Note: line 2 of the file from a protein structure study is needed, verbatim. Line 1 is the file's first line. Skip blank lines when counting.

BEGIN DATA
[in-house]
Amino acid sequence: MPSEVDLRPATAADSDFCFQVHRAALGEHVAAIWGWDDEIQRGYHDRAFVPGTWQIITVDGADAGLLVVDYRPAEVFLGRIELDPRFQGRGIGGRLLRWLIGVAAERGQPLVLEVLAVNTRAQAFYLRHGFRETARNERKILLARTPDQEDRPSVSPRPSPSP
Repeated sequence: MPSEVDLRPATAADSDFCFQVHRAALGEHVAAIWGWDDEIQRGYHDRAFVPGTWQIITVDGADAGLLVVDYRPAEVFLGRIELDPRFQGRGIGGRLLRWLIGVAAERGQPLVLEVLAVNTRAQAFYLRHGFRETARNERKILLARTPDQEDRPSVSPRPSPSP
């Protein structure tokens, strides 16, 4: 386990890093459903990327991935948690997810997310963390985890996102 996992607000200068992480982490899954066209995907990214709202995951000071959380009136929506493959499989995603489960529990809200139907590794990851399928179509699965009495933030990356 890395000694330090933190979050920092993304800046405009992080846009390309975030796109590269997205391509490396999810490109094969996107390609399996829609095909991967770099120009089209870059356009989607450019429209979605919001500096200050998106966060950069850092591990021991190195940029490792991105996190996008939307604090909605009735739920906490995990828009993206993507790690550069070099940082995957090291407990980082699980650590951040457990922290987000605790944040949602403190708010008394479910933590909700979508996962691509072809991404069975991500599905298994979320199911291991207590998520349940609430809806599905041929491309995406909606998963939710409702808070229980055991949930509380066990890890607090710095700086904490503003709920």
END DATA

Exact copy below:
Amino acid sequence: MPSEVDLRPATAADSDFCFQVHRAALGEHVAAIWGWDDEIQRGYHDRAFVPGTWQIITVDGADAGLLVVDYRPAEVFLGRIELDPRFQGRGIGGRLLRWLIGVAAERGQPLVLEVLAVNTRAQAFYLRHGFRETARNERKILLARTPDQEDRPSVSPRPSPSP